This weekend, I sat (again) at another “professional development” “coaching” seminar. The seminar aimed to “amp us up” and “motivate us” to “write goals” that would “alter our futures” and help us to “dream big”.
Now, don’t get me wrong. I totally support the benefits of goal setting. Setting goals allows us direction, provides us opportunities to expand our knowledge of the world, and encourages us to give meaning to our existences; without goals, we may feel like our lives are too sporadic, we have no direction, no meaning, no purpose.
As I sat at this seminar, I tried my very hardest to drum up one of those big idea, sky-reaching, life-altering goals that they talked about for myself. YES! I want to coach a no-name team that rises up from the ashes and beats all those high profile legacy programs! YES! I want to quit my job right now and open my own business and in ten years from now, be awarded a plaque for biggest influencer! YES! I want to start my non-profit and donate millions of dollars to cancer research! YES! I want to write my own book that become a New York Times’ Bestseller!
We certainly live in a culture in which messages of “REACH FOR THE STARS!”, “AIM HIGH!”, “DREAM BIG!” inundate our psyches. (Like everything else), this probably stems back to our Capitalist nature; we are always in constant competition with each other, and the American Dream, in which we think that “hard work” will breed success and prosperity, and that every American has the opportunity to improve something, innovate an idea, and invent some multi-million dollar object that will take us out of the middle class. And, of course, with social media, we learn that by taking a bunch of pictures of ourselves and posting a bunch of stuff on the Internet may ALSO help us to reach our goals and dreams of becoming rich and famous.
And, when we attend these seminars, we are told that by simply setting these goals, that by creating steps to achieve those goals, and that by paying money to attend the NEXT STEPS of these seminars, we will achieve these big hopes and dreams. We WILL coach that national championship team. We WILL become the next Sheryl Sandburg. We WILL stand on a podium and receive an award for curing cancer. We WILL see our faces on the hot seller table at Barnes & Noble.
But, as I tried to fit myself into each of these goals, and I tried to think backwards of HOW I am going to obtain those goals STARTING TODAY, none of them actually felt authentic. Sure, it would be nice to coach a state championship team, but maybe the team I want to coach is one that is kind to others. It would be nice to quit my job and make a lot of money and afford to go on exquisite vacations, but the job I currently have seems to suffice. I’d love to start a non-profit, but then again, maybe just volunteering for someone else’s non-profit is fine. Writing a New York Times Bestseller would be really awesome, but then again, maybe writing what I want to, when I want to is sufficient enough. In fact, maybe the goal I want to set is to just be mediocre–to live in a mediocre home, to drive a mediocre car, to have mediocre friends, to work a mediocre job.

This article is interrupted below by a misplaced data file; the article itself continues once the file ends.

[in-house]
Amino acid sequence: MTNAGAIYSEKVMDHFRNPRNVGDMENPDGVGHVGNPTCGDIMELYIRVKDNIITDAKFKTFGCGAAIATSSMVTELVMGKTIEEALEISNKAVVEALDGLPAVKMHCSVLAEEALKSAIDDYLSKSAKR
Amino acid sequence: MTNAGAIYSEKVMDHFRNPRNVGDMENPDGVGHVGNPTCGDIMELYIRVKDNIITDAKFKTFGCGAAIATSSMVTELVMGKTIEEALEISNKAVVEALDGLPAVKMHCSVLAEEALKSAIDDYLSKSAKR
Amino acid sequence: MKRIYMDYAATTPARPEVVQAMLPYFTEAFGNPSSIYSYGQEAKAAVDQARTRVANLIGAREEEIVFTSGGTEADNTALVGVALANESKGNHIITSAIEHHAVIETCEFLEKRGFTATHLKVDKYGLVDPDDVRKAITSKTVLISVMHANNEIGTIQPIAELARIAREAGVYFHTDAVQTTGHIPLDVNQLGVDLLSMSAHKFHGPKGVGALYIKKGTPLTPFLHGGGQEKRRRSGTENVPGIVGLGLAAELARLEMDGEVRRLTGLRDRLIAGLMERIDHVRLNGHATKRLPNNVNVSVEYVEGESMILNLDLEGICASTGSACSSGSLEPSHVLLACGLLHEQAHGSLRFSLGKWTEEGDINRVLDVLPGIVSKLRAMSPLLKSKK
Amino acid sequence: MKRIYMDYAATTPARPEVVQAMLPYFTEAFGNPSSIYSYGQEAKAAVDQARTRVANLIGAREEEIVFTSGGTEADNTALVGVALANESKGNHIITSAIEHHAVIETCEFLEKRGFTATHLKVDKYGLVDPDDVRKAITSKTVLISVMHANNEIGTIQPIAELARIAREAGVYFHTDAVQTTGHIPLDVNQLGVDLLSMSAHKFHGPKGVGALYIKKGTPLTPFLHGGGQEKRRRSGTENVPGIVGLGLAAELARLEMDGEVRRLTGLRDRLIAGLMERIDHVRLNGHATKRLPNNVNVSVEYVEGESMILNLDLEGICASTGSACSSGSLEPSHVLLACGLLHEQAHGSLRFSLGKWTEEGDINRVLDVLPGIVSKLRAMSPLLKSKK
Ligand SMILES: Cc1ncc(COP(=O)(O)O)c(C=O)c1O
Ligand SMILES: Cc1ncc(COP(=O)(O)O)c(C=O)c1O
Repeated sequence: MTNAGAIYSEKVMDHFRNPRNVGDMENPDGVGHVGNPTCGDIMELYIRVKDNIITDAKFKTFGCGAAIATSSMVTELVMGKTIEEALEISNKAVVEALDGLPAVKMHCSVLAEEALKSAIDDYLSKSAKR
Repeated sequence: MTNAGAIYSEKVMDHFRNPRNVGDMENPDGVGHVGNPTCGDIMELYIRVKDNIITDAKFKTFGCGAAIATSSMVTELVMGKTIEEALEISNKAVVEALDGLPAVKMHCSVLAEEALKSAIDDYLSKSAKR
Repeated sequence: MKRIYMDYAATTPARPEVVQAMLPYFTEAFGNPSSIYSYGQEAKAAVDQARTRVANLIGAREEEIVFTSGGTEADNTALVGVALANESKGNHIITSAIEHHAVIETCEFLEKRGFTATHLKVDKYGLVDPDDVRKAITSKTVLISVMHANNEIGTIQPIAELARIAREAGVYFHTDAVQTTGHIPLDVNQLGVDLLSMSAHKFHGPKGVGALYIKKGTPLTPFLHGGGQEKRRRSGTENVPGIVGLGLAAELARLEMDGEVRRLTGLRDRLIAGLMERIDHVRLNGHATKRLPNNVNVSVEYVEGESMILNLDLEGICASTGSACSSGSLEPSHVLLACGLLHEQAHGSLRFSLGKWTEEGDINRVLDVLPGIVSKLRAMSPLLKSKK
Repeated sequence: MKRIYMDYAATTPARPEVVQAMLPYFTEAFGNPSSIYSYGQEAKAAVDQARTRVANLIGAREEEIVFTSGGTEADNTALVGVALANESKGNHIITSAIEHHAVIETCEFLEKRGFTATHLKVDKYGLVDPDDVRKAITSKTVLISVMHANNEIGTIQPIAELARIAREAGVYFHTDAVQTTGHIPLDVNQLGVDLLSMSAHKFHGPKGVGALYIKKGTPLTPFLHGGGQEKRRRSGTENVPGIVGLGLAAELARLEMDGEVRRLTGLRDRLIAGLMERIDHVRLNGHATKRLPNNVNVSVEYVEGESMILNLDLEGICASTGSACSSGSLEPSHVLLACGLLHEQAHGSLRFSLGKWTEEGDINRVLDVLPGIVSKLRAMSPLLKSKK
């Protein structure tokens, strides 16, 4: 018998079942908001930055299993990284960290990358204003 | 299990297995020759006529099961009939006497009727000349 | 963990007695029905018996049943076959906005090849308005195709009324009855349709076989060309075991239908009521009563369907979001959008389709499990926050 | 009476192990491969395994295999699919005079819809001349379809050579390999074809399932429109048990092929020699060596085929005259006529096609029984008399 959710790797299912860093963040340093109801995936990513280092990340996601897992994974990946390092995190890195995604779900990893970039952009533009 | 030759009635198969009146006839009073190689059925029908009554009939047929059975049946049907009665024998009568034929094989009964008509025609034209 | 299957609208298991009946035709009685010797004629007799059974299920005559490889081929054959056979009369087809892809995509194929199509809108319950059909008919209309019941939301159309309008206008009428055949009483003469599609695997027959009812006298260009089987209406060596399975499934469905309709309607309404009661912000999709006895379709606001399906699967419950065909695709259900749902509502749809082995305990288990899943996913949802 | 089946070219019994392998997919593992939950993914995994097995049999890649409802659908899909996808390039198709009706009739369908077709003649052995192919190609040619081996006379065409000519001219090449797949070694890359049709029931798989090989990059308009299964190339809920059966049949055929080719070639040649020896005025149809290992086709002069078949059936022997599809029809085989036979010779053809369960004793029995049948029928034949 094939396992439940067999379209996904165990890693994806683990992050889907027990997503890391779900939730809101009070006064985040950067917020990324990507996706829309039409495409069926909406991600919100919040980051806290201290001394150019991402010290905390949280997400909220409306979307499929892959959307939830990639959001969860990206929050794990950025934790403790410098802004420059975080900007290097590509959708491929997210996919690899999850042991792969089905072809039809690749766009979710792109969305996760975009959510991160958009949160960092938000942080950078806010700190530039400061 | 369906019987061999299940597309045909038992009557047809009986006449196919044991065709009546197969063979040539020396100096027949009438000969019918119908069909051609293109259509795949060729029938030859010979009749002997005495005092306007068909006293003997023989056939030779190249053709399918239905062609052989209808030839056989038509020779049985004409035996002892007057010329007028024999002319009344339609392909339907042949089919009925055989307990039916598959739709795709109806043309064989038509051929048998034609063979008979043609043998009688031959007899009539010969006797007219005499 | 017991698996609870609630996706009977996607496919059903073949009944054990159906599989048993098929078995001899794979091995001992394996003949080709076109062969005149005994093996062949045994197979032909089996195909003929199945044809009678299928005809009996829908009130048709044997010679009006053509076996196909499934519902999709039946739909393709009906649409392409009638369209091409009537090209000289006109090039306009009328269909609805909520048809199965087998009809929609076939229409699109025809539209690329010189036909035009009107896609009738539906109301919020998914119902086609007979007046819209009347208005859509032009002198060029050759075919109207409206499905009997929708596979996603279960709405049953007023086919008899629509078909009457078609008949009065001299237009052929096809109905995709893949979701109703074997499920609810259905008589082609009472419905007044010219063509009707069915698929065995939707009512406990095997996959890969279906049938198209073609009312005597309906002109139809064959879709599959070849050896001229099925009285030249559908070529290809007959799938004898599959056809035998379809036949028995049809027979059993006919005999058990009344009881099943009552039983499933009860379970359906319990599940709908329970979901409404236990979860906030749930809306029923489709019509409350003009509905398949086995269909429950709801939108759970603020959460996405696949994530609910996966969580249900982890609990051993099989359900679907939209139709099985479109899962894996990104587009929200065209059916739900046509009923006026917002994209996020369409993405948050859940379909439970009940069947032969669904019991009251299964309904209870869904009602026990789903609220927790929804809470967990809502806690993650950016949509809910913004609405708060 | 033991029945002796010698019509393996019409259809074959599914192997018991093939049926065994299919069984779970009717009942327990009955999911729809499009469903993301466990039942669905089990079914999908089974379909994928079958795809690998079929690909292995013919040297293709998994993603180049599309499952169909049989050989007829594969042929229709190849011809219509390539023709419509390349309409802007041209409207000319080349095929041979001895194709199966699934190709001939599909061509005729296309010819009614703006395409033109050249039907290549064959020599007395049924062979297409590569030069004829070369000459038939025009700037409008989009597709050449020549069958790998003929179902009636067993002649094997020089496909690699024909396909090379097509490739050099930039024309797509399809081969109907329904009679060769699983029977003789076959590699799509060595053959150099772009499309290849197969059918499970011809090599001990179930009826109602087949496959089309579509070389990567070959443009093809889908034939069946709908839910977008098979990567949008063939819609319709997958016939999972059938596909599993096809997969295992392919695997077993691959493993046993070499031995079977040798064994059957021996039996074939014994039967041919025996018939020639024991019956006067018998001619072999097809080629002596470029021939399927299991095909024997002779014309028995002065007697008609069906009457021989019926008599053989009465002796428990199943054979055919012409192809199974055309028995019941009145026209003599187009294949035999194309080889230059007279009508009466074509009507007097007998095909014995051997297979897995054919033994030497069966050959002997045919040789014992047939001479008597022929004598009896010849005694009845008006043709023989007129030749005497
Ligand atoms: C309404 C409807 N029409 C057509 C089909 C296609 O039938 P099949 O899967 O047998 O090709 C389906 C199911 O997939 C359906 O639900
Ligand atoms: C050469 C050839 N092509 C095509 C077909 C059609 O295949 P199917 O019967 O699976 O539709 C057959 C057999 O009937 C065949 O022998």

Of course, setting a goal to just be mediocre seems counterintuitive to the seminar in which I’m sitting in. Don’t I want to be RICH and FAMOUS? Don’t I dream to walk up on a stage when they call my name to receive big, fancy, golden AWARDS? Why WOULDN’T I want to charter out, to do something no one else has EVER done, and to gain 10,000 new InstaGram followers? (As the seminar tells me, “YOU ARE MADE FOR MORE!”).
Maybe I am, but also maybe living a mediocre life is enough for me. Maybe to some people, a mediocre life is the largest accomplishment within itself. For someone who accumulated thousands of dollars in debt, maybe buying a mediocre car means a feat against their own internal programming–that their diligent efforts in working extra jobs, that their sacrifices in extravagant weekend activities, and a re-working of their habits means success (and a less stressful financial future). For someone who just conquered a disease, such as cancer, perhaps buying a mediocre house means another step away from that cancer identity–that opening that suburban garage door to go to a mediocre job every morning means no medical bills that loom, no blood tests or scans to anticipate, no nausea, mouth sores, fatigue. For someone who grew up in an addicted household, perhaps raising a mediocre family means a step towards breaking generations of bad habits, a reversing of familial addictions, a return to normal activities. Maybe for some, mediocrity, in itself, is a feat.
Of course, living this mediocre life–and setting these mediocre goals–means I may never be THE BEST OF THE BEST!, The NUMBER ONE!, the HIGHEST ACHIEVING, MOST NOTEWORTHY!, RECORD BREAKING!. I may never walk across a stage to receive an award for being a trailblazing role model. Someone may never ask to write a book about how I achieved my successes. I may always come home to my mediocre house, in my mediocre car, from my mediocre job, to cook mediocre dinner for my mediocre family. I may always have a mediocre amount of InstaGram followers, may always just travel on a mediocre budget, may always just have mediocre holidays.
But, perhaps living a mediocre life IS, in fact, a REACH FOR THE STARS! AIM HIGH! DREAM BIG! goal within itself.